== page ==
After an uneventful flight to Manchester, the crew of a BAe ATP (G-MANA) was preparing the aircraft for their next sector. After all preparations were completed, engines were started and the aircraft taxied to Runway 24, as cleared by ATC.
The BAe ATP Prototype, not the incident aircraft (https://www.airportspotting.com/)
A rolling take-off was initiated with the co-pilot as the pilot flying, and with the engines at full power at 14.05 local time. Soon after lift off the aircraft is cleaned up, with landing gear and flaps being retracted. At 1000 ft altitude, while climbing on the runway heading, the propeller speed was reduced to 85%. At 3 miles from the airport at 2700 feet altitude, the aircraft suddenly yawed to the right accompanied by a distinct thud. A quick check of the engine instruments made the crew aware of a drop in engine torque from 90% to 20%. Immediately the captain requested ATC to maintain runway heading and climb to the safety altitude, because of an engine issue. Just after receiving the requested clearance, a second thud was heard and the fire bell sounded while the warnings for a right engine fire illuminated.
The appropriate immediate actions were taken by the commander, including discharging the first engine fire extinguisher, which did not extinguish the fire, only after the discharge of the second fire extinguisher did the fire warning cease. After which the commander declared a 'MAYDAY' requesting vectors back to Manchester. The crew switched roles and the commander became pilot flying. An announcement was made to the passengers regarding the situation and the return to Manchester.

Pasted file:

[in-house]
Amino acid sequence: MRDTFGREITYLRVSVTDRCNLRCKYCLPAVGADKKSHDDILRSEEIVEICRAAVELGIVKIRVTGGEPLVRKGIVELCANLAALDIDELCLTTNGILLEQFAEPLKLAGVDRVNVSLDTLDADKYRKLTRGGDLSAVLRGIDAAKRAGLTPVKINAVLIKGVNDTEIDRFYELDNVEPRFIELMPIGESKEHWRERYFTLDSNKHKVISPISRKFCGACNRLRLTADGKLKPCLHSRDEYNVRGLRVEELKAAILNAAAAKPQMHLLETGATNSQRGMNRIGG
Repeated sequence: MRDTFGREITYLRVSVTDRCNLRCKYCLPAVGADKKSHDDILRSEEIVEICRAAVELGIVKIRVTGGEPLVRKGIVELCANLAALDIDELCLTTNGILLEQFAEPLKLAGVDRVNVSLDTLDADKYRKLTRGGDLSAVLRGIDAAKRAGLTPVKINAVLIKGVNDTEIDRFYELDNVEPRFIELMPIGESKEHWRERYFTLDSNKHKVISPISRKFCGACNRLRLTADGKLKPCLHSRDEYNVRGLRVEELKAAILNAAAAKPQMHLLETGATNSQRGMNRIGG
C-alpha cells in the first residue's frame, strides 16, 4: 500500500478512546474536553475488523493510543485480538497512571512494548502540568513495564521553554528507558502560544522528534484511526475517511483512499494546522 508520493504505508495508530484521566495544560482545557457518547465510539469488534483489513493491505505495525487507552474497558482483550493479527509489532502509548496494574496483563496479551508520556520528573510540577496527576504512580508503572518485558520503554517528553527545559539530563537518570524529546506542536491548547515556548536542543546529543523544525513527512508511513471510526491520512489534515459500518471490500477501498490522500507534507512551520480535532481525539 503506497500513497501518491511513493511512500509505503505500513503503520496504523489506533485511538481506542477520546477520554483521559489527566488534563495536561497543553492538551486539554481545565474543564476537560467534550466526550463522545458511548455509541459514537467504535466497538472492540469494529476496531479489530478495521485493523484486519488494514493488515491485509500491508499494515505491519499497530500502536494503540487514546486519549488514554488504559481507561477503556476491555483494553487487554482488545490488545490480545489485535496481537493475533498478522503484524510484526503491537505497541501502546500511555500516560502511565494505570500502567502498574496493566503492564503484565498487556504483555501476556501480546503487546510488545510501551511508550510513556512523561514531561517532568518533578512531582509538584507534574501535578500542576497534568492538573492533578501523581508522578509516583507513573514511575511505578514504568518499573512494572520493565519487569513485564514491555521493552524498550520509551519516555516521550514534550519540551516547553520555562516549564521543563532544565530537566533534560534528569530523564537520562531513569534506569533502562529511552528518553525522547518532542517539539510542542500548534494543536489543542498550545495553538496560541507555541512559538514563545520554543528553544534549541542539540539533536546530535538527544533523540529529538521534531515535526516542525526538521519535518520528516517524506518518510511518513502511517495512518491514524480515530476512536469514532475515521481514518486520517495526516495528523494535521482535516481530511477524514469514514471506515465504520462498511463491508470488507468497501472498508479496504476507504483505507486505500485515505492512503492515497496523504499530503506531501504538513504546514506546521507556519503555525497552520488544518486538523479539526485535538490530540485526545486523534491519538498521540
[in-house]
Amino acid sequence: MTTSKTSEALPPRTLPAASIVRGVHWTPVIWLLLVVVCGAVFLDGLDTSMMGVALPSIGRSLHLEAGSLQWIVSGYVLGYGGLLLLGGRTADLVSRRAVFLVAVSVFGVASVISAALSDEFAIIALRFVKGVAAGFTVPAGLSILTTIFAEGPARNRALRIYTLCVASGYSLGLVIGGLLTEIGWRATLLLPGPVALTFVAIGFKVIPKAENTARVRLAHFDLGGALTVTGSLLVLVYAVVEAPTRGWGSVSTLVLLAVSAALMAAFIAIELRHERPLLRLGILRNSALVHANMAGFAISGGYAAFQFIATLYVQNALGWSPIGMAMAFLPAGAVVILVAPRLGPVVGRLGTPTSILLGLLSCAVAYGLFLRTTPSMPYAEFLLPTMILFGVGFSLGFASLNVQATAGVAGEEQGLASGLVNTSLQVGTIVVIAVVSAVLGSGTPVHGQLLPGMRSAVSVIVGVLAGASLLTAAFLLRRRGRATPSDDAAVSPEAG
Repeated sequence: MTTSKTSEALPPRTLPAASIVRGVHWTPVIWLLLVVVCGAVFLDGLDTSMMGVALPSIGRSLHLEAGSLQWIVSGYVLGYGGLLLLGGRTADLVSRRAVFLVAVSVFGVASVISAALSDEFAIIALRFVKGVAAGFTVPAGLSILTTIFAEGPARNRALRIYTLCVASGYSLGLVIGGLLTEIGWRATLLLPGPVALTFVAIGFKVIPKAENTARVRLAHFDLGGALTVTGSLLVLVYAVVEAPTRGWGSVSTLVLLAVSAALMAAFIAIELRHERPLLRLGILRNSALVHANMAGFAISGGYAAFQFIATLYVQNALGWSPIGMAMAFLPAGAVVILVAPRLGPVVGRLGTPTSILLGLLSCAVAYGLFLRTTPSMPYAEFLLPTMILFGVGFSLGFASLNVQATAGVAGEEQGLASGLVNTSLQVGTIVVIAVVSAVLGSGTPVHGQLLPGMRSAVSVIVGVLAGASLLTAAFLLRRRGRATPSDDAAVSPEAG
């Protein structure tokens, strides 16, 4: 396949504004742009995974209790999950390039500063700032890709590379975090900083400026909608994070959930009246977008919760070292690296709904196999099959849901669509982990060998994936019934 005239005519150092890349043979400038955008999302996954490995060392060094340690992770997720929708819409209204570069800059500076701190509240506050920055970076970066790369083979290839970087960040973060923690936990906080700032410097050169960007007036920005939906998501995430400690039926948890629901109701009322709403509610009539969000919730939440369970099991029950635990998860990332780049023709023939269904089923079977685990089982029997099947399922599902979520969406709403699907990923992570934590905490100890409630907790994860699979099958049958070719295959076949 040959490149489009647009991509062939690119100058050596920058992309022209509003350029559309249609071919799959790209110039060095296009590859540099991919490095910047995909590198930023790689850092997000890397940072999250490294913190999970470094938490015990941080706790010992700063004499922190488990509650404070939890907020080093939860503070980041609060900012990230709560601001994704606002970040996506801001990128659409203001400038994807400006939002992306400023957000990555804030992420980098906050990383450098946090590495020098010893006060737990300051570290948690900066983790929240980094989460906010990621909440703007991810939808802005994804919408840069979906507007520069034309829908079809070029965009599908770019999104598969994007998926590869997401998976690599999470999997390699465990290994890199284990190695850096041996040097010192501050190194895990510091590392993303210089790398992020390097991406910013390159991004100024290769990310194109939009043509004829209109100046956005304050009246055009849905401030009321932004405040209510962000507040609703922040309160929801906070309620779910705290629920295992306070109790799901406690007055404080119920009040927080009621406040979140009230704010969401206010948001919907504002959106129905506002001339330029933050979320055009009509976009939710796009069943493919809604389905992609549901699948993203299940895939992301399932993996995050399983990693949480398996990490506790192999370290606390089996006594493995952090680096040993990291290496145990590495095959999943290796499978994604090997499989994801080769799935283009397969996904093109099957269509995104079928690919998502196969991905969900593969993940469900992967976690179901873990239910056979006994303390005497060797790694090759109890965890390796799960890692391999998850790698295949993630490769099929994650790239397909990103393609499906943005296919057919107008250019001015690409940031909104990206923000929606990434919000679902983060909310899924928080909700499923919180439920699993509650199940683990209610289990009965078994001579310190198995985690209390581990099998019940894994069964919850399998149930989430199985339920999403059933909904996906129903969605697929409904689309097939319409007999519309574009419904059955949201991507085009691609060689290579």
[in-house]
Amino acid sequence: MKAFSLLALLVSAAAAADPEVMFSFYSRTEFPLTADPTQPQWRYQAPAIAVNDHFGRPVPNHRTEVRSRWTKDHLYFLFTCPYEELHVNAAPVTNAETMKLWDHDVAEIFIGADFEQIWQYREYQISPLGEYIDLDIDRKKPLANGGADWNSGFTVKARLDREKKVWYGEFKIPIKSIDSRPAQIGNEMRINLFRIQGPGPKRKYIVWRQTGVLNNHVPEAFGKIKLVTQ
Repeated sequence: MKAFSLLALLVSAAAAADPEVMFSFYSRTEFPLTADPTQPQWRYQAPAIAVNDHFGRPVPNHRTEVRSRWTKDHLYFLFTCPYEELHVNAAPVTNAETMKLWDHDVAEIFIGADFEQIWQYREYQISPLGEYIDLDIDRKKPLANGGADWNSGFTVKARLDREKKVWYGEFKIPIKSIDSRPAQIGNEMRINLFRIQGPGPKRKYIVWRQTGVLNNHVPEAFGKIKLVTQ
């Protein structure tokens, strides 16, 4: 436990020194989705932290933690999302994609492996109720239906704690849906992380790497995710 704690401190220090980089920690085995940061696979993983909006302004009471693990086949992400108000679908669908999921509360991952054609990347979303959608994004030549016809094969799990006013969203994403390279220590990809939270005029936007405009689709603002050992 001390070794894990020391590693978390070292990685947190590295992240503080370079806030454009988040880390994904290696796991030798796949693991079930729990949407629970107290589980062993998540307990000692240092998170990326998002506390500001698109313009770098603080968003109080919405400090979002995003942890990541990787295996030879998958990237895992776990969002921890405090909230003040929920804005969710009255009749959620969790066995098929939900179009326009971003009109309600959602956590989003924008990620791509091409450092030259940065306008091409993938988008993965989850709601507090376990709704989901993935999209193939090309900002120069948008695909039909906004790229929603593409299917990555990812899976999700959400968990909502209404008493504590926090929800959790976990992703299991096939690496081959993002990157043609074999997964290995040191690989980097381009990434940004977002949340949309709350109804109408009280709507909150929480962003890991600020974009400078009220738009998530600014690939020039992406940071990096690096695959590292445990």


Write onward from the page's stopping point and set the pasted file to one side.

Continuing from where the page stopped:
BAe ATP flight deck, not the incident aircraft (Source airliners.net)
The Senior Cabin Crew Member informed the flight crew there was smoke in the cabin, with an unusual smell. With the engine fire extinguished, the smoke started to clear gradually, One of the passengers complained about irritated eyes, non of the other passengers indicated they suffered any ill effects from the smoke. Manchester ATC had alerted the airport fire brigade while the aircraft was being vectored for a landing on runway 24. In the meantime, the crew completed the relevant checklists and at 14.20 local time the aircraft touched down on runway 24. The aircraft vacated the runway and stopped the aircraft with the failed engine downwind from the cabin. The aircraft was emptied via the aircraft stairs (with only 15 passengers and the fire extinguished the captain did not think an emergency evacuation was necessary.
The main component of a PW127 engine (source: https://engineering.purdue.edu/)
The aircraft was inspected by the Air Accidents Investigation Branch (AAIB) on the evening of the occurrence, the following findings were noted;
Oil flowing from the Low-Pressure Compressor Shroud Bleed outlet (not an abnormal quantity according to the ATP engineers present)
Oil deposits on the righthand horizontal tailplane
Impact damage to the de-icing boot of the righthand horizontal tailplane
The right-hand propeller was fully feathered.
Exhaust duct distorted through extensive heat
Metallic debris in the exhaust duct
The second stage of the Power Turbine had extensive damage to nearly all blades
Power Turbine Casing had numerous bulges from high energy impacts, no parts penetrated the casing
Several oil tubes were loose
The engine was removed and shipped for a strip down under the supervision of the AAIB. Further damage was found inside the engine;
Power Turbine stage 1 had lost all of its blades
Impact damaged to the low power turbine
Minor damage to the high power turbine.
#6 & #7 bearing housing was loose
#6 & #7 bearing badly worn, showing signs of overheating.
The manufacturer reported that the engine failure was the result of a first stage power turbine blade failure. The full incident investigation report is available by clicking here.